I've had an attacker try to gain access to one of my websites through a form using what looks like a blind SQL inject. It is a huge form, and every possible permutation of values has been tried - in total about 18000 of them.

He hasn't had any success (yay!), but I'm left with a bit of a puzzle: there are no unusual requests logged in the IIS logs. Nothing out of the ordinary.

I was reading https://serverfault.com/questions/364186/when-does-iis-log-a-request , and I wondered: Could an attacker purposefully prevent his requests from being logged? For instance, by sending the request and then dropping the connection before the response is sent (completely)?

  • ...so you've identified a gap in your ability to detect an attempted attack (yay!) – symcbean Mar 24 '15 at 13:05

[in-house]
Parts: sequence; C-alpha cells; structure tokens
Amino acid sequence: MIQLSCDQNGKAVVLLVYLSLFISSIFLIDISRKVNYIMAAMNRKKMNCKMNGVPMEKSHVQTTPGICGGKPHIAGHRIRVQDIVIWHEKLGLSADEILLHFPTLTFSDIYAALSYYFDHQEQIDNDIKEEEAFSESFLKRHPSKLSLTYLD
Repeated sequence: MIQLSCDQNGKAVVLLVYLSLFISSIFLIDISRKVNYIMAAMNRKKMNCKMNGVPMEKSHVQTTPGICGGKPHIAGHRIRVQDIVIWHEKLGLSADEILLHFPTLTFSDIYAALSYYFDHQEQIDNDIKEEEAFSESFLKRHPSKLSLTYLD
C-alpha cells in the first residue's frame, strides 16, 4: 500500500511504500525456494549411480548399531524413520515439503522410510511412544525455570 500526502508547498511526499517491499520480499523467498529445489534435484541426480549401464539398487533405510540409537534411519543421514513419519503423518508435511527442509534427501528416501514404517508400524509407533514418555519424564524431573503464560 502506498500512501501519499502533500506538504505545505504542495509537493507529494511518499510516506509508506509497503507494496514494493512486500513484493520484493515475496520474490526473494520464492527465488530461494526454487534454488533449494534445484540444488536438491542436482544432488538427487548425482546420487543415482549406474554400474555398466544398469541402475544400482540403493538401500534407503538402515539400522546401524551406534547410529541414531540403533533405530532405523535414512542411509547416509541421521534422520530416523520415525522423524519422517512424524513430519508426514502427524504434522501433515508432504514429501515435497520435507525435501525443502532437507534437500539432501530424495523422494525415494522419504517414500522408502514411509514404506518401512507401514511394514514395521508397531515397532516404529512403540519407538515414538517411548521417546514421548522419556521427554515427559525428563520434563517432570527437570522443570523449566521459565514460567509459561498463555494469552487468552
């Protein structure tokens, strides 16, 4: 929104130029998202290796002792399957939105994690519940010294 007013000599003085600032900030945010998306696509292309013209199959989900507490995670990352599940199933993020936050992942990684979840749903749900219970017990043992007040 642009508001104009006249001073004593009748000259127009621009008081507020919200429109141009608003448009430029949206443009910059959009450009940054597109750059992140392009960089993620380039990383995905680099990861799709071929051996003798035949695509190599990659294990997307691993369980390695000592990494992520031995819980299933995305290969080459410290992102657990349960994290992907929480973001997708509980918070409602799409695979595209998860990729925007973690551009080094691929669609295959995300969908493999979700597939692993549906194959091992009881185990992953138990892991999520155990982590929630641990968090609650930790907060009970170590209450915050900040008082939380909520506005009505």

You will not see the payload in the logs If the attacks were sent via a POST, as opposed to a GET.

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As far as I know there is no way to avoid being logged by the web server exploiting a SQLi vulnerability since you have to reach the DB and check webserver output in order to validate SQLi result, specially in a blind SQL injection.

Also if you registered 18000 requests from the attacker he should be using an automated tool which use to check web page output to validate success or failure of the injection.

The only way for an attacker to clear the logs is owning the server and cleaning them "manually".

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